A performance of the Ghanian flute during the funeral for Kofi Annan has been praised as a fitting tribute for the former United Nations secretary-general.
The memorial service for former UN secretary-general Kofi Annan included a funeral dirge performed on the Ghanian bamboo flute played by a member of the military with his nose.
President of the Ghana Association of Victoria, Ayuba Issaka, said the use of the traditional instrument at funerals has cultural significance.
"Everything that comes out of the flute means something. So some of the things that the flute might be saying is: we share your pain, sorry for your pain. And (it is) leading you to your final destination," he said.
The bamboo recorder-like flute is called an atenteben, which comes from the words atente (the type of music played) and aben (Twi: ‘whistle’ or ‘horn’).
Musician Fred Nii Addo, who plays the atenteben, said it is more commonly played with the mouth, but can be played with the nose, although it takes a musician with more training.
"It is part of the step forward of the player. Everybody knows you play the flute with the mouth. But as soon as the player connects (with the audience), the musician can use the different skills to advance what they are doing. So people can be like: wow!"
"So if you can control the air through the nose, you can play the instrument that way as well."
Ms Issaka praised the quality of the service, saying it was an appropriate send off for someone of Mr Annan’s stature.
"When it comes to the funeral of this sort, with many people, there are many young children who probably have not witnessed such a thing. They did it very well. And it reflects on who he is. Everything they did meant something important."
Ethel Duker, Vice-President of the Ghana Association of Victoria, also praised the service.
"It was beautiful. It was very emotional sad, but the respect shown (to him and his family)...he deserves it. He helped serve the nation, he served everybody."
A Ghanaian of Ashanti lineage, Annan was granted a royal title by the Ashanti king in 2002.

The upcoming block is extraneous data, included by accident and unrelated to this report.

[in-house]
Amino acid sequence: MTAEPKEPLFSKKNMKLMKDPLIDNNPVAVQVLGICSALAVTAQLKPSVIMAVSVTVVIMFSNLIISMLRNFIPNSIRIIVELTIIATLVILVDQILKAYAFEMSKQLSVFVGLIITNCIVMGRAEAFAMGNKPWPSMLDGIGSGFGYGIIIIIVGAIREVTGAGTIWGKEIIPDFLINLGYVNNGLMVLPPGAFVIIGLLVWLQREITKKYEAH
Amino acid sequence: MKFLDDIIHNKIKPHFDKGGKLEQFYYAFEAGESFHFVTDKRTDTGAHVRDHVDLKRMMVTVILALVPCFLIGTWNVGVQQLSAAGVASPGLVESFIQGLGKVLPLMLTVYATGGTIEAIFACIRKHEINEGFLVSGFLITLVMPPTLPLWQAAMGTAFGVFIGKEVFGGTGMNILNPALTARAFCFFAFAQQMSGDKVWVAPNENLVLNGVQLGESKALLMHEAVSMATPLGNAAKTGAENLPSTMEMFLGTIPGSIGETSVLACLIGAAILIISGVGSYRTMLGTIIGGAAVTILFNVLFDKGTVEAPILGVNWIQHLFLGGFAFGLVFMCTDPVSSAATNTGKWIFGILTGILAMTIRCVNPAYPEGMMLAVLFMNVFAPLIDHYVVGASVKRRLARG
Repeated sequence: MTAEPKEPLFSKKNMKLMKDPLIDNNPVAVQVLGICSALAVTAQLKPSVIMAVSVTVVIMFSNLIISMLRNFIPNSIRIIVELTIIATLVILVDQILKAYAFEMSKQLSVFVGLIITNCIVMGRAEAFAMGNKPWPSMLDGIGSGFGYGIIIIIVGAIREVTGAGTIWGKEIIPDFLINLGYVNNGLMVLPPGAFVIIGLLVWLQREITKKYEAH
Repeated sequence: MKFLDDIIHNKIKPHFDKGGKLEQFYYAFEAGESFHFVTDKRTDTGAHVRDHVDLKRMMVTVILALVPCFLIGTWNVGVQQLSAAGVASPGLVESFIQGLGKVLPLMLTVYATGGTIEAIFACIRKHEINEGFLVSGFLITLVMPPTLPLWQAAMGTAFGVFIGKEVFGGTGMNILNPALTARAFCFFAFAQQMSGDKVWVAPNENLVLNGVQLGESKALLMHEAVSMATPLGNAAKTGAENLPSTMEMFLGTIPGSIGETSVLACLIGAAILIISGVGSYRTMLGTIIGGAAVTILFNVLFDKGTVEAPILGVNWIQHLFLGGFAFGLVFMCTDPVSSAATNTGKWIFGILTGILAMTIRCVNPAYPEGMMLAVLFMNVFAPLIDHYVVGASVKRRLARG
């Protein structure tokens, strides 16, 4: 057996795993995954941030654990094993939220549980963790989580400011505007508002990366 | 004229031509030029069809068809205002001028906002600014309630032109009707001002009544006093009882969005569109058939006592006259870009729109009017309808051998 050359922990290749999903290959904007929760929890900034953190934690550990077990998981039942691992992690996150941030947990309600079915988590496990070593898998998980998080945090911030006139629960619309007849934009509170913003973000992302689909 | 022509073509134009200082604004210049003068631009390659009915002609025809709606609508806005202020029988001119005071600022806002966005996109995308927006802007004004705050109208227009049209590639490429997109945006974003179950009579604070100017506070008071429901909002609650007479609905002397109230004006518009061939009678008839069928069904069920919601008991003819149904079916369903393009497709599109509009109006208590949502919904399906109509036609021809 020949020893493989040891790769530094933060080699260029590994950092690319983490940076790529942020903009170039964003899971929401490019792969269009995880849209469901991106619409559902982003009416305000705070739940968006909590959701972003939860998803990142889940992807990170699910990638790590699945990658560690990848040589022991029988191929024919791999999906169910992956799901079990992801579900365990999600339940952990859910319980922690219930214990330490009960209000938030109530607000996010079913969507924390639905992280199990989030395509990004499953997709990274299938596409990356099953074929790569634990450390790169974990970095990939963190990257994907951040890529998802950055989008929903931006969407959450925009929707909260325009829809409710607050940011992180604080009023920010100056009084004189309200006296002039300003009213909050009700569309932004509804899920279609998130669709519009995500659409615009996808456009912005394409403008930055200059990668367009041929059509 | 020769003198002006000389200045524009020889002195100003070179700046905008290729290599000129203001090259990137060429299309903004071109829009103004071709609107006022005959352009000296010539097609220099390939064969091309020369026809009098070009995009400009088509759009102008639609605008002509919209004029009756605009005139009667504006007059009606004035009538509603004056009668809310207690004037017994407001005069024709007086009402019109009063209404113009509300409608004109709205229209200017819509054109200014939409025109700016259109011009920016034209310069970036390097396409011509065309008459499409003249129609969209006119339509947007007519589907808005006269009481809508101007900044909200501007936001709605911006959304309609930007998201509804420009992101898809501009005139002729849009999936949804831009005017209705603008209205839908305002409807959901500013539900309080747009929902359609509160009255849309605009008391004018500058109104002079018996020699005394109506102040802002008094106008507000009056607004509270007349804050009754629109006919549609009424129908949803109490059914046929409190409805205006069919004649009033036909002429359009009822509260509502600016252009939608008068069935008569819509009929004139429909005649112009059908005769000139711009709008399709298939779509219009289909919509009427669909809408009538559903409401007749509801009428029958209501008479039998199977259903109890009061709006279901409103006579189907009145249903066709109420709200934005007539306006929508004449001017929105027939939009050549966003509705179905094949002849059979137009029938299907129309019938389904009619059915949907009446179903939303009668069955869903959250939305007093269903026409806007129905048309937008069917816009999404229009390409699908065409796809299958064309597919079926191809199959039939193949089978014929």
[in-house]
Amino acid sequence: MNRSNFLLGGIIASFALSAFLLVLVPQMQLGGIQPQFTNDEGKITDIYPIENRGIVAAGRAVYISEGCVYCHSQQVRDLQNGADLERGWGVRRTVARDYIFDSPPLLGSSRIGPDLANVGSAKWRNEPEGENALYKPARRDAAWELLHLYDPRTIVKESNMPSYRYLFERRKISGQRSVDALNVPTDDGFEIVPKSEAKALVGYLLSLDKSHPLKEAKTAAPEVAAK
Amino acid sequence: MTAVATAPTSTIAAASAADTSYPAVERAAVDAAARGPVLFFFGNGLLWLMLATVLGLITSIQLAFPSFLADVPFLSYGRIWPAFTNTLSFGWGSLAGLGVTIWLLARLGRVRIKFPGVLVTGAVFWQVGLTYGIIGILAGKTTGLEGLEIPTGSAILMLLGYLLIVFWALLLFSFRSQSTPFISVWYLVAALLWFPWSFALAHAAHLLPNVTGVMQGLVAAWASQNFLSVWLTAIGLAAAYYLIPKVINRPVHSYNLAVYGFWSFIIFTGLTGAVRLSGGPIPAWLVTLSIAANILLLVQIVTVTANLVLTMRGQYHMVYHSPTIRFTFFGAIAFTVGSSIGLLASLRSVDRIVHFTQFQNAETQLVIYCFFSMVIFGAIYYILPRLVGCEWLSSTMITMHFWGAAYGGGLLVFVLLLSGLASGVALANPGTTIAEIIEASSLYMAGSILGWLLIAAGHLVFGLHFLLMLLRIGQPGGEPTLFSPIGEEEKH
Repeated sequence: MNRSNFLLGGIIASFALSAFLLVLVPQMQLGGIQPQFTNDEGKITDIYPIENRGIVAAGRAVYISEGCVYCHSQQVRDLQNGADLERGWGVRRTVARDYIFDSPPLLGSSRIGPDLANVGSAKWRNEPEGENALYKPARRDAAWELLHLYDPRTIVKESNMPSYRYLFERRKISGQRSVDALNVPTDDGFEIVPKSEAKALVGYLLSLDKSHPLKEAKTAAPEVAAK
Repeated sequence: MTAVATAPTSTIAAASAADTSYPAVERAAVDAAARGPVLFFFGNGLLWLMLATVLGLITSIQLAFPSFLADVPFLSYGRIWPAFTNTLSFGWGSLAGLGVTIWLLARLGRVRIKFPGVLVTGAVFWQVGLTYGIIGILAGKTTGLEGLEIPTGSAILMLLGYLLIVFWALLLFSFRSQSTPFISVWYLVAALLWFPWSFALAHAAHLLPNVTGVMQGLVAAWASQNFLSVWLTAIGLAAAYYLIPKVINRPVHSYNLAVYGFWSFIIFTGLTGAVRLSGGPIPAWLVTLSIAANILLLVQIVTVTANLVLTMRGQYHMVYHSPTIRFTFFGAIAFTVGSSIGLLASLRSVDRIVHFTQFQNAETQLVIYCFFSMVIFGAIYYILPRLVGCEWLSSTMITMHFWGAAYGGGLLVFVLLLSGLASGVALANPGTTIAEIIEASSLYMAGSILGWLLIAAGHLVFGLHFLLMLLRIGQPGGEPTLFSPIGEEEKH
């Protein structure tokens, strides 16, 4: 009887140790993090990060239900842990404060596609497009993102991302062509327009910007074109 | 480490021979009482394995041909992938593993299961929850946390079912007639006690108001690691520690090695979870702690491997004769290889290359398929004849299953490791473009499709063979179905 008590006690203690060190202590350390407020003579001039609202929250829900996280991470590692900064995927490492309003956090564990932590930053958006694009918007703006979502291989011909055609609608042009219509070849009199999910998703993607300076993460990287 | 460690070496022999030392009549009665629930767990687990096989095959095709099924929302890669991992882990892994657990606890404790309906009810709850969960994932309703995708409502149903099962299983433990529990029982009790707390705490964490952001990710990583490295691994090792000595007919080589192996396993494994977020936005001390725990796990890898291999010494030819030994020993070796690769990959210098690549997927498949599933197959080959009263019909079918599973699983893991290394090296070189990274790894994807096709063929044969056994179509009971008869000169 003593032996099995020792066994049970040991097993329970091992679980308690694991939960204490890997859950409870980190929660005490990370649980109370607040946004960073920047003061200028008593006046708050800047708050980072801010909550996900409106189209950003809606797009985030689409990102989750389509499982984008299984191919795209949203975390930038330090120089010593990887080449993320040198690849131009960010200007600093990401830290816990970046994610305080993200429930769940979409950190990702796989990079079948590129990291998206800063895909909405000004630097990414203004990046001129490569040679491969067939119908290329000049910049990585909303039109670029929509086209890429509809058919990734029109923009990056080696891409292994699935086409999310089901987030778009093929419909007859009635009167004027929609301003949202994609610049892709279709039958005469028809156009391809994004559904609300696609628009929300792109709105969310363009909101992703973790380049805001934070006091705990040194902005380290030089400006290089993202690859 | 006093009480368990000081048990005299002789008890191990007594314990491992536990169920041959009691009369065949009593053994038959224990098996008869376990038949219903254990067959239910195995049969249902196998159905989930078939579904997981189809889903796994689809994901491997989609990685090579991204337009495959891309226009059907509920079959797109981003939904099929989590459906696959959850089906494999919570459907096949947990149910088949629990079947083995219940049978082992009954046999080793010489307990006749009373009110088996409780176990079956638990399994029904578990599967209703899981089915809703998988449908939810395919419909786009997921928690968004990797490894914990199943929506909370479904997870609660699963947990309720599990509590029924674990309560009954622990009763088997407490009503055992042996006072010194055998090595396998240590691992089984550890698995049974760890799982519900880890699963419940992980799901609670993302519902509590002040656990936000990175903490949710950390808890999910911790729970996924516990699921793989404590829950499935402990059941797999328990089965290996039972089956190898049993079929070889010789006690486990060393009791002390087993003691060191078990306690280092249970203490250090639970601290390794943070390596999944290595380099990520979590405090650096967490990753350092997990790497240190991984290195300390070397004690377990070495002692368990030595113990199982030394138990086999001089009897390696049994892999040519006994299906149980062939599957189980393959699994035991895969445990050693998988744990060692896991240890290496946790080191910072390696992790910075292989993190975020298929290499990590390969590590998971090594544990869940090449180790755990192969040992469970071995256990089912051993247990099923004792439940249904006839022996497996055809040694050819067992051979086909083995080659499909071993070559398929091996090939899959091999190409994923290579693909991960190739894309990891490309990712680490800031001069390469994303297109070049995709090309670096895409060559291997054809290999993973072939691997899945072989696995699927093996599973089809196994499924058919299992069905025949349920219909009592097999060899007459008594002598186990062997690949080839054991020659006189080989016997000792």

His coffin was draped in the country’s national colours for public viewing. Traditional rites have been performed by local chiefs and clan leaders to aid the peaceful “travel” for their royal and national hero.
His death will also be marked in Victoria with a service planned for next month.
Mr Issaka said the funeral service for Mr Annan is a once in a generation event that many young Ghanaians may never have seen the likes of.
"It is believed he is a man of humanity," he said. "It is believed such people are rare. In Ghana, and many African countries, he is considered with very high regard," he said.
Fred Nii Addo will be playing the special flute as part of the occasion. He said the sound of the instrument conveys a special meaning.
"The sound sends a message. The sound is really connected to the soul and the spirit. So we believe the sound of the flute sends the message, the spirit of the dead person who is going."
Bamboo flute modernised in the 1940s
The instrument has its origins with tribes in central Ghana, and was modernised by musicologist Dr Ephraim Amu (1899-1995) in the mid-1940s.
The original flute was played horizontally – like an orchestral silver flute - and was capable of playing five notes. It was commonly used to play funeral dirges.
Ephraim Amu created a modern version, which transformed it into a vertically played instrument with a changed mouthpiece, and two additional finger holes to play two octaves.
The improved ease of playing, clarity in the tone and greater range of notes has led to its greater use in other music genres, including classical orchestral arrangements, jazz and pop.